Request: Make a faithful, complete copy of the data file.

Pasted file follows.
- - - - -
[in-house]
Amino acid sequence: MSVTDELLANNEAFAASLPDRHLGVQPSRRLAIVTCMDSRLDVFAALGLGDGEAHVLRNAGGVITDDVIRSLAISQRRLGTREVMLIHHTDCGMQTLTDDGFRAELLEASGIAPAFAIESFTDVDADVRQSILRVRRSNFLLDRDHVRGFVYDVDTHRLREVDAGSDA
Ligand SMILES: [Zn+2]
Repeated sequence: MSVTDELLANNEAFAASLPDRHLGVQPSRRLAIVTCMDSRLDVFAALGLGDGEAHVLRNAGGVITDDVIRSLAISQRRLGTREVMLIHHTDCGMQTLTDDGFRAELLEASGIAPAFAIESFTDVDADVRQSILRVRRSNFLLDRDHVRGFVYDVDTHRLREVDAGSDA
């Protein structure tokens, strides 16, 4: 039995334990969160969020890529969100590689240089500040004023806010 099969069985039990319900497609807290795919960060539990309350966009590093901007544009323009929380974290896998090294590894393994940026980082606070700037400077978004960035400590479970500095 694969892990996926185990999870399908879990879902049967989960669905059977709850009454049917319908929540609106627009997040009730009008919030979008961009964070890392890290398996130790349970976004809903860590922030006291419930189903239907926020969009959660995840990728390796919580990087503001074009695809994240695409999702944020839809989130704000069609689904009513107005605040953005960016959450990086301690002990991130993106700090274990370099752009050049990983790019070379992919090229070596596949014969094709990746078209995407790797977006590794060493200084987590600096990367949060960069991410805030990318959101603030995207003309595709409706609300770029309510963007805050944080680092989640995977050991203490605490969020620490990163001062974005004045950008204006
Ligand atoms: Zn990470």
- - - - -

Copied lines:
[in-house]
Amino acid sequence: MSVTDELLANNEAFAASLPDRHLGVQPSRRLAIVTCMDSRLDVFAALGLGDGEAHVLRNAGGVITDDVIRSLAISQRRLGTREVMLIHHTDCGMQTLTDDGFRAELLEASGIAPAFAIESFTDVDADVRQSILRVRRSNFLLDRDHVRGFVYDVDTHRLREVDAGSDA
Ligand SMILES: [Zn+2]
Repeated sequence: MSVTDELLANNEAFAASLPDRHLGVQPSRRLAIVTCMDSRLDVFAALGLGDGEAHVLRNAGGVITDDVIRSLAISQRRLGTREVMLIHHTDCGMQTLTDDGFRAELLEASGIAPAFAIESFTDVDADVRQSILRVRRSNFLLDRDHVRGFVYDVDTHRLREVDAGSDA
């Protein structure tokens, strides 16, 4: 039995334990969160969020890529969100590689240089500040004023806010 099969069985039990319900497609807290795919960060539990309350966009590093901007544009323009929380974290896998090294590894393994940026980082606070700037400077978004960035400590479970500095 694969892990996926185990999870399908879990879902049967989960669905059977709850009454049917319908929540609106627009997040009730009008919030979008961009964070890392890290398996130790349970976004809903860590922030006291419930189903239907926020969009959660995840990728390796919580990087503001074009695809994240695409999702944020839809989130704000069609689904009513107005605040953005960016959450990086301690002990991130993106700090274990370099752009050049990983790019070379992919090229070596596949014969094709990746078209995407790797977006590794060493200084987590600096990367949060960069991410805030990318959101603030995207003309595709409706609300770029309510963007805050944080680092989640995977050991203490605490969020620490990163001062974005004045950008204006
Ligand atoms: Zn990470």